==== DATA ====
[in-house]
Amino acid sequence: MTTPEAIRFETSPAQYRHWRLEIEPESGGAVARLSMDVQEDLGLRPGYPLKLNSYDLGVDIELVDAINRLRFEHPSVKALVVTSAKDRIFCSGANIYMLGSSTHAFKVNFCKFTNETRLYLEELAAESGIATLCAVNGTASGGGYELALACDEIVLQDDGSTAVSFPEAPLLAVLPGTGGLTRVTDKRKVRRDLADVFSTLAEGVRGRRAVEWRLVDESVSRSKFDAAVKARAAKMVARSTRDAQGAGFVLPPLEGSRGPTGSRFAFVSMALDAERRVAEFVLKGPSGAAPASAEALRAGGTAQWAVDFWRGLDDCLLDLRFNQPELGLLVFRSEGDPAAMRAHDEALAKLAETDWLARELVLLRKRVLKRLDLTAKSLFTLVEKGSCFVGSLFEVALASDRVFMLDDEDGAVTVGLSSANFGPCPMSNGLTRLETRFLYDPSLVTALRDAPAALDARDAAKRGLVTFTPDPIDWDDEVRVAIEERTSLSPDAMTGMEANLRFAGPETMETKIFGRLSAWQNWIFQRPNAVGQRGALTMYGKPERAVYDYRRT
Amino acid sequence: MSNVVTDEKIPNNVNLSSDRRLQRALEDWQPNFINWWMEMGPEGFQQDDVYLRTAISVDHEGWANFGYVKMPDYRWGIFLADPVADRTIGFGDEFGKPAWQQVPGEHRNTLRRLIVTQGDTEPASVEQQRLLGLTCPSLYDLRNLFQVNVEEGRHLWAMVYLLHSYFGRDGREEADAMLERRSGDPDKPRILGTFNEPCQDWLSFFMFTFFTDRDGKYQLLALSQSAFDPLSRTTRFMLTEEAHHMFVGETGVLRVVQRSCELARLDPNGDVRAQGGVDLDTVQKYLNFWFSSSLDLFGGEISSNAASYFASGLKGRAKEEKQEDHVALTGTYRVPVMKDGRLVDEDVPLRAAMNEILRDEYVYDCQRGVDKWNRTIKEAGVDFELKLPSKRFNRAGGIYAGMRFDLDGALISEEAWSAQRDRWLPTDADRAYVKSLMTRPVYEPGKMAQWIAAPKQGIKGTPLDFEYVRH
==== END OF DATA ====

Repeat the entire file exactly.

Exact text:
[in-house]
Amino acid sequence: MTTPEAIRFETSPAQYRHWRLEIEPESGGAVARLSMDVQEDLGLRPGYPLKLNSYDLGVDIELVDAINRLRFEHPSVKALVVTSAKDRIFCSGANIYMLGSSTHAFKVNFCKFTNETRLYLEELAAESGIATLCAVNGTASGGGYELALACDEIVLQDDGSTAVSFPEAPLLAVLPGTGGLTRVTDKRKVRRDLADVFSTLAEGVRGRRAVEWRLVDESVSRSKFDAAVKARAAKMVARSTRDAQGAGFVLPPLEGSRGPTGSRFAFVSMALDAERRVAEFVLKGPSGAAPASAEALRAGGTAQWAVDFWRGLDDCLLDLRFNQPELGLLVFRSEGDPAAMRAHDEALAKLAETDWLARELVLLRKRVLKRLDLTAKSLFTLVEKGSCFVGSLFEVALASDRVFMLDDEDGAVTVGLSSANFGPCPMSNGLTRLETRFLYDPSLVTALRDAPAALDARDAAKRGLVTFTPDPIDWDDEVRVAIEERTSLSPDAMTGMEANLRFAGPETMETKIFGRLSAWQNWIFQRPNAVGQRGALTMYGKPERAVYDYRRT
Amino acid sequence: MSNVVTDEKIPNNVNLSSDRRLQRALEDWQPNFINWWMEMGPEGFQQDDVYLRTAISVDHEGWANFGYVKMPDYRWGIFLADPVADRTIGFGDEFGKPAWQQVPGEHRNTLRRLIVTQGDTEPASVEQQRLLGLTCPSLYDLRNLFQVNVEEGRHLWAMVYLLHSYFGRDGREEADAMLERRSGDPDKPRILGTFNEPCQDWLSFFMFTFFTDRDGKYQLLALSQSAFDPLSRTTRFMLTEEAHHMFVGETGVLRVVQRSCELARLDPNGDVRAQGGVDLDTVQKYLNFWFSSSLDLFGGEISSNAASYFASGLKGRAKEEKQEDHVALTGTYRVPVMKDGRLVDEDVPLRAAMNEILRDEYVYDCQRGVDKWNRTIKEAGVDFELKLPSKRFNRAGGIYAGMRFDLDGALISEEAWSAQRDRWLPTDADRAYVKSLMTRPVYEPGKMAQWIAAPKQGIKGTPLDFEYVRH